Anonymous: 10 Reasons Why Shakespeare Was A Fraud
The upcoming release of the movie Anonymous has people all over the world buzzing about who really wrote Shakespeare’s masterpieces.
What do you think? Was Shakespeare a hero or a hoax?
Was Shakespeare a Fraud?
From The Daily Beast
The new movie Anonymous says Shakespeare was a fraud and has literary scholars screaming “Fie!” Chris Lee examines the battle royale over the Bard’s authorship controversy. Plus, British historian Simon Schama debunks the fraud claims in Newsweek.
In the period thriller Anonymous, which reaches theaters on Oct. 28, director Roland Emmerich dredges up a delicious historical controversy that has 2011’s literary scholars fighting like Montagues and Capulets. The issue even provides a pithy logline: Was William Shakespeare a fraud?
Perhaps “fraud” isn’t forceful enough to describe the slings and arrows that the Bard of Avon endures in this $33 million bodice-ripper.
In Anonymous, young Shakespeare (Rafe Spall) is depicted as a vainglorious buffoon and functional illiterate, a simpleton with a murderous self-preservation instinct who happily accepts credit (as well as vast wealth) for a body of writing he has no part in creating. That honor, in the movie’s take, belongs to the man who set Shakespeare up as his front and is really responsible for creating what is generally regarded as the finest body of work in the English language: the 17th Earl of Oxford, Edward de Vere. A trained lawyer, globe-trotting aristocrat, and theater-company patron (portrayed by Welsh actor Rhys Ifans of Notting Hill fame), de Vere dares not sully his social standing by taking his disreputable sideline of writing plays public. Nonetheless, he allows Shakespeare to mythologize himself, cranks out writing by the ream, and nearly manages to upend the royal court of Elizabethan England in the process.
Like The Da Vinci Code before it, Anonymous presents a revisionist history intended to challenge cherished notions about ancient times by reimagining the life—or in this case, the secret identity—of an Old Master.
Fanciful as it all may sound, however, the question of authorship wasn’t concocted by Hollywood’s fantasy factory to provide Emmerich, the German-born exemplar of Lowest Common Denominator Cinema (he’s responsible for such blockbusters as Independence Day, 2012, and The Day After Tomorrow), an empty exercise. Controversy has clung to Shakespeare for centuries with no less than Sigmund Freud, Mark Twain, Charles Dickens, Henry James, and Helen Keller among those who have deeply pondered the issue. And alternate speculation has held that other Shakespeare contemporaries—statesman Sir Francis Bacon, swashbuckling poet-playwright Christopher Marlowe, and William Stanley (the 6th Earl of Derby), even Queen Elizabeth herself—might just as easily have been responsible for what has been attributed the Bard.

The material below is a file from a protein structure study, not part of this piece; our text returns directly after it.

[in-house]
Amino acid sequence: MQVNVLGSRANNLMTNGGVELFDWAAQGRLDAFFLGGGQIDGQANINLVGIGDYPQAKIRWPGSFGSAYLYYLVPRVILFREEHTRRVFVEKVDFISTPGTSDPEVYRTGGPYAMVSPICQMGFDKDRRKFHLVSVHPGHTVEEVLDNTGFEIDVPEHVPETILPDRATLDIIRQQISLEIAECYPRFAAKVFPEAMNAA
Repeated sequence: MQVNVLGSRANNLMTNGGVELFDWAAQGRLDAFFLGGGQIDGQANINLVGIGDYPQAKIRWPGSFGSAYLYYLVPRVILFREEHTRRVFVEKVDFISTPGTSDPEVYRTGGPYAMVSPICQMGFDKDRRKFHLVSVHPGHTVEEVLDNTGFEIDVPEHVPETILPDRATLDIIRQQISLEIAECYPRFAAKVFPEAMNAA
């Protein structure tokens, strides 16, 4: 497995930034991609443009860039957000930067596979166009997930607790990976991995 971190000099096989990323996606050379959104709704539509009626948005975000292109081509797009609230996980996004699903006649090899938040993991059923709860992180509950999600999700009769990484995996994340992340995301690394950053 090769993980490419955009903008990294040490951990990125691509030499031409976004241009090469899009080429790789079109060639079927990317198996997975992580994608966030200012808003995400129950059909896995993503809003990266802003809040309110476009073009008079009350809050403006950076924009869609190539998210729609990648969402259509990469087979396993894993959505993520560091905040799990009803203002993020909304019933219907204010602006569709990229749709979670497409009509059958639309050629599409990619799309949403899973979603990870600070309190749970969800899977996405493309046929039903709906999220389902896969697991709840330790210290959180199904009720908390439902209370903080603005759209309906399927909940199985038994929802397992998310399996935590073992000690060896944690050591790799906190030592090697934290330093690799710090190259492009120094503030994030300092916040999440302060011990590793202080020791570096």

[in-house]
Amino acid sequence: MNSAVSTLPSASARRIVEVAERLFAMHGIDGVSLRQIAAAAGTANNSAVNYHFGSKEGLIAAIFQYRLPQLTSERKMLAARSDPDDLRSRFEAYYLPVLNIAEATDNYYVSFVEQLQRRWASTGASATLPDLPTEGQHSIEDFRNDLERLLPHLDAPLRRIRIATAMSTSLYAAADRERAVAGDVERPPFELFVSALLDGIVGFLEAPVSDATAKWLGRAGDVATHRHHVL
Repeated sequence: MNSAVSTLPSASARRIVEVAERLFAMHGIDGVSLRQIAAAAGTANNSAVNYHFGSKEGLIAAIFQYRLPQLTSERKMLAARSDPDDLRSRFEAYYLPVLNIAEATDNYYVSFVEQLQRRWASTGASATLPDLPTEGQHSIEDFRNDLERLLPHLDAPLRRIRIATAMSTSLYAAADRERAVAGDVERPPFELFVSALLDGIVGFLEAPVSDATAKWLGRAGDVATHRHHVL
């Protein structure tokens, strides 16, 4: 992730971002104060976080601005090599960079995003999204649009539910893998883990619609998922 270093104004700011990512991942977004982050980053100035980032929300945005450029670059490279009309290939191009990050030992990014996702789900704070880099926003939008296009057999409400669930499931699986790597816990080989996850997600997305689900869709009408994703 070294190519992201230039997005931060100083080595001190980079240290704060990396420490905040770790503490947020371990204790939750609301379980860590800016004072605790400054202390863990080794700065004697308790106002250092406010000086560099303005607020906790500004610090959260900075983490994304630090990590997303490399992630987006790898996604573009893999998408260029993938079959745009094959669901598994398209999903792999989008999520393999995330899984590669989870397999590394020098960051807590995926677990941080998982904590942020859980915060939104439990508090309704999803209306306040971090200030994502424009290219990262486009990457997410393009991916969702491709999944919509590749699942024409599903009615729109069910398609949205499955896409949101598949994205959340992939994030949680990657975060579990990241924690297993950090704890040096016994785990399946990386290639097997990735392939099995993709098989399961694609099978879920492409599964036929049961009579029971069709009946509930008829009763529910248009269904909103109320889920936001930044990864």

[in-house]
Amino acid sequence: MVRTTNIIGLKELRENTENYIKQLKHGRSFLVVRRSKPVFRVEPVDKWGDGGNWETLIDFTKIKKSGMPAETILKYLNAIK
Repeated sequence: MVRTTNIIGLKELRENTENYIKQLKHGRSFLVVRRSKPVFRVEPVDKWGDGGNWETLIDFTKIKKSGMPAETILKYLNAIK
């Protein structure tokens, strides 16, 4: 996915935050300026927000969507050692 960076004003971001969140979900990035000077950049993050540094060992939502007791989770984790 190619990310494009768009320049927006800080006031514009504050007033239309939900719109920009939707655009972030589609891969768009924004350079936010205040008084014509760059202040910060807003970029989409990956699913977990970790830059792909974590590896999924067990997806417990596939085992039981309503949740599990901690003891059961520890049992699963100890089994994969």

Anonymous’ screenwriter John Orloff first stumbled across the authorship debate while working for an advertising firm in the mid-‘80s. After he began to research the subject, though, the novice writer and amateur historian became convinced the issue was “not some crackpot conspiracy theory as it might appear at first blush.”
“There’s no evidence that Shakespeare actually wrote anything and I don’t think anyone can be totally convinced either way,” Orloff said. “In 400 years, there’s been nothing discovered that was written by William Shakespeare. We have letters and manuscripts by his contemporaries. People left pieces of paper that they actually wrote. But not a single one exists by Shakespeare. All the evidence is circumstantial whether you think it’s him or you don’t think it’s him.”
As the argument goes among Oxfordians (as scholars who support that de Vere penned the plays are called), Shakespeare simply did not have the intellectual firepower. Born working-class and possessed of only a sixth-grade formal education, such a rural rube would not have gained the intimate knowledge of law, medicine, Latin, Greek, or Renaissance Italy that his plays reveal, theorists say. What’s in a name? indeed.
But to Stratfordians—the academics who take the traditional view of Shakespeare by Shakespeare—such debate is entirely fatuous. “Emmerich’s film is fictional and should be enjoyed as such,” Tiffany Stern, a professor of early modern drama at Oxford University, recently told The Times of London. “Shakespeare was a real person and really wrote the plays. The idea that he did not do so is a conspiracy theory that coincides with the rise of detective stories.” Added Gordon McMullan, professor of English at King’s College London: “Nobody with any professional training in the analysis of historical or literary evidence could think otherwise.”
Orloff brushes off such criticism of his movie as a knee-jerk response to an “academic subversion of normality.” “When you learn it’s not fact, it’s a bit unsettling,” the screenwriter said. “Why not question everything you’ve been taught?”
James S. Shapiro, a professor of English and comparative literature at Columbia University who specializes in Shakespeare, sees “a gazillion factual errors” in Anonymous and makes quick work dismantling Oxfordian arguments. To name just one: He points out that while de Vere died in 1604, Shakespeare continued to write plays—10 more, to be precise, some in active collaboration with other playwrights—until 1614.